- Sen. Elizabeth Warren, D-MA, on Wednesday praised Securities and Exchange Commission Chair Gary Gensler’s efforts to rein in the crypto market, but said the regulator still needs to do more to bolster its scrutiny of the industry in an effort to fight fraud.
- In a speech at a virtual event hosted by the American Economic Liberties Project and Americans for Financial Reform, Warren said the SEC also needs more support from Congress, and called on other regulators to step up enforcement in the digital asset sector.
- Warren, a vocal critic of the crypto industry, has previously called on the SEC to exert more authority over the sector. Her remarks follow a November op-ed in The Wall Street Journal, where she encouraged the agency to “suit up” in its fight against crypto fraud.
“The commission has been loud and clear that crypto doesn’t get a pass for long-standing security laws that protect investors and ensure the integrity of our financial markets,” Warren said Wednesday. “This is the right approach —the SEC has the right rules, and the right experience, and Gary Gensler is demonstrating that he is the right leader to get the job done.”
Still, Warren added, the federal agency needs to “use the full force of its regulatory powers across the entirety of the crypto market.”
The remarks echo Warren’s November op-ed, in which she said the regulator has failed to wield its authority over the growing crypto industry.
“[P]ower is worthless if the cop on the beat won’t use it,” she wrote. “The SEC has brought some enforcement actions related to fraudulent and unregistered crypto offerings over the past few years, but it has fallen far behind as the crypto industry has drawn in millions of new investors.”
The responsibility to fight crypto-related fraud shouldn’t fall solely on the SEC, Warren said Wednesday, adding the sector was allowed unchecked growth under Trump-era regulators.
“Gensler faced a critical task to put the genie back in the bottle and bring the crypto ecosystem into regulatory compliance after Trump’s regulators had allowed it to explode,” Warren said. “The consequences of Trump’s regulators’ weakness were no surprise — by 2017, nearly 80% of all initial coin offerings [were] scams. The following year, investors lost about $9 million each day to crypto scams.”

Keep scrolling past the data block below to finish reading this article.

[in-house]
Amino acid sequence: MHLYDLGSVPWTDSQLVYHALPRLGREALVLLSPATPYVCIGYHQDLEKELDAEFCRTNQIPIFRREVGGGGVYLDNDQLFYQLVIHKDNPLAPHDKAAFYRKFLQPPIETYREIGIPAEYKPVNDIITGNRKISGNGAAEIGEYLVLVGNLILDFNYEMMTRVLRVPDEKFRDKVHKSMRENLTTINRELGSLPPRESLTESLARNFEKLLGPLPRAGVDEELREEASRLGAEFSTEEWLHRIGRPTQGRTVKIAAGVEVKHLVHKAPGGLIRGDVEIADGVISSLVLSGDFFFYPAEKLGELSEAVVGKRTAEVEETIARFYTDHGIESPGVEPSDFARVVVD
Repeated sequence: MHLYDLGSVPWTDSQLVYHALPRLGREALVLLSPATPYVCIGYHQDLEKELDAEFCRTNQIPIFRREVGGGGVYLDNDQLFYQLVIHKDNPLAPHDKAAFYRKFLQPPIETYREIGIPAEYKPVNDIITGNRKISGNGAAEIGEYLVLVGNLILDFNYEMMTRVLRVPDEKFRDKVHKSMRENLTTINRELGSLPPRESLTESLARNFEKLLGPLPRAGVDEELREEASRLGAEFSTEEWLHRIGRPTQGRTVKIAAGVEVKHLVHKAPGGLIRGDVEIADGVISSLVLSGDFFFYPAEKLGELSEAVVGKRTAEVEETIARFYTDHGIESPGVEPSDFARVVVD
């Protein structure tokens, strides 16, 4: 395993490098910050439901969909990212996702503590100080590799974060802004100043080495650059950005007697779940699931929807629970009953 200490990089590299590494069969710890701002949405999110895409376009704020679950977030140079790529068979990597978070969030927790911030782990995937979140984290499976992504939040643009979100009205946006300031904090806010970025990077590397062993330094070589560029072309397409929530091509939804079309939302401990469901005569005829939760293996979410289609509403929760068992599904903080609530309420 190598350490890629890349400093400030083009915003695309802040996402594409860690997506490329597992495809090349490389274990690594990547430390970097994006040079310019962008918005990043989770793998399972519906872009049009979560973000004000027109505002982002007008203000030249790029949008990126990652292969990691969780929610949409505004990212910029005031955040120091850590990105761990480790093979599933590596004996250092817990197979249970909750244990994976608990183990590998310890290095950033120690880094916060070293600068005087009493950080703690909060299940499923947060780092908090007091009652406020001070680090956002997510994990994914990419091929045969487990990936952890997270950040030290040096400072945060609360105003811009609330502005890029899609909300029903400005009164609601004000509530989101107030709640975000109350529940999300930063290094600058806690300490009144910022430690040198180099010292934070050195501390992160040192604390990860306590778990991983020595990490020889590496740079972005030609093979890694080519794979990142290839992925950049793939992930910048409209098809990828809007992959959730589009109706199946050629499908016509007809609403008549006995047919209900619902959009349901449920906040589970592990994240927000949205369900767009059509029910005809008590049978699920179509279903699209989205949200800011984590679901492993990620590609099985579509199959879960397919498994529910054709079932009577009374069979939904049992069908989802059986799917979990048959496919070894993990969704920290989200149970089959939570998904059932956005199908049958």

Warren called on banking regulators to step up oversight of the space, referencing crypto-heavy bank Silvergate, which was forced this month to sell assets at a loss to cover roughly $8.1 billion in withdrawals after the collapse of crypto exchange FTX triggered a bank run.
“Our banking regulators are also part of this fight,” she said. “Already, crypto-friendly banks like Silvergate have opened the banking system up to greater risk, raising the specter of a crypto collapse in which American taxpayers are left holding the bag.”
Warren also called on Congress to provide the SEC with the resources needed to ensure it can regulate the crypto market.
“In the pockets of this market where regulators may not have the authority they need, Congress should give the tools to get the job done,” she said. “We can see the risks to financial stability, but in the dark recesses of the crypto world, the threat to our national security is growing.”